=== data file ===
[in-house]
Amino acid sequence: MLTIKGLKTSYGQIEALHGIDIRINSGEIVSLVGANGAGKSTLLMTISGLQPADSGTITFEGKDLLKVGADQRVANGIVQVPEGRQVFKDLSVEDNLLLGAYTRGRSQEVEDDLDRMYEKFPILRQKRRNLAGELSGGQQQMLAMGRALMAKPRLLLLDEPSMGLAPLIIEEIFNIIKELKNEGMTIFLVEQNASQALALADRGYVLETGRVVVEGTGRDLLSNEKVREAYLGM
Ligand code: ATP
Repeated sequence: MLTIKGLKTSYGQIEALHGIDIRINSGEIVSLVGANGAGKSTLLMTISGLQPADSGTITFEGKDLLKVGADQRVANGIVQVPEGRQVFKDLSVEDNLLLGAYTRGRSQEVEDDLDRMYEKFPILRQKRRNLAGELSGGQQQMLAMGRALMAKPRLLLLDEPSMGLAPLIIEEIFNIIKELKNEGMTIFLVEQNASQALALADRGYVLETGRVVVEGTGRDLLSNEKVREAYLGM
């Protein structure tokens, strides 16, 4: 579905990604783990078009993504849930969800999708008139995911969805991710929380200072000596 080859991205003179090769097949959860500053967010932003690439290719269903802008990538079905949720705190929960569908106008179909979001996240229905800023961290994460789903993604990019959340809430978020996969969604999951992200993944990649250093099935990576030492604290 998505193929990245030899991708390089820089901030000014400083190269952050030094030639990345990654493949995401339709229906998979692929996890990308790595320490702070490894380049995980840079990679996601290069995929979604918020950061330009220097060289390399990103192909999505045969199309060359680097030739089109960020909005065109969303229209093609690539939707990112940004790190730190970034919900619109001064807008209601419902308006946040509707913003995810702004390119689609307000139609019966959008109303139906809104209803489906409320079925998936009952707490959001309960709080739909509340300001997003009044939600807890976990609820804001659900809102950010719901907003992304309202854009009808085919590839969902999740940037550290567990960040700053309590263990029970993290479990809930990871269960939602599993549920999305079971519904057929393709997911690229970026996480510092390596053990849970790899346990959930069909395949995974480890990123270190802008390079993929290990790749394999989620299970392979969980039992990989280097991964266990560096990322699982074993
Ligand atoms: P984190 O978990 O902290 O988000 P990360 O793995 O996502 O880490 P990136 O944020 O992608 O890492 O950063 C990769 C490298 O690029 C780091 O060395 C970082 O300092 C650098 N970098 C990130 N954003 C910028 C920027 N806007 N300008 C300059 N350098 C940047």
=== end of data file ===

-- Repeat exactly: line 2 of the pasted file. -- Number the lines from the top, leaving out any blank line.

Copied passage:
Amino acid sequence: MLTIKGLKTSYGQIEALHGIDIRINSGEIVSLVGANGAGKSTLLMTISGLQPADSGTITFEGKDLLKVGADQRVANGIVQVPEGRQVFKDLSVEDNLLLGAYTRGRSQEVEDDLDRMYEKFPILRQKRRNLAGELSGGQQQMLAMGRALMAKPRLLLLDEPSMGLAPLIIEEIFNIIKELKNEGMTIFLVEQNASQALALADRGYVLETGRVVVEGTGRDLLSNEKVREAYLGM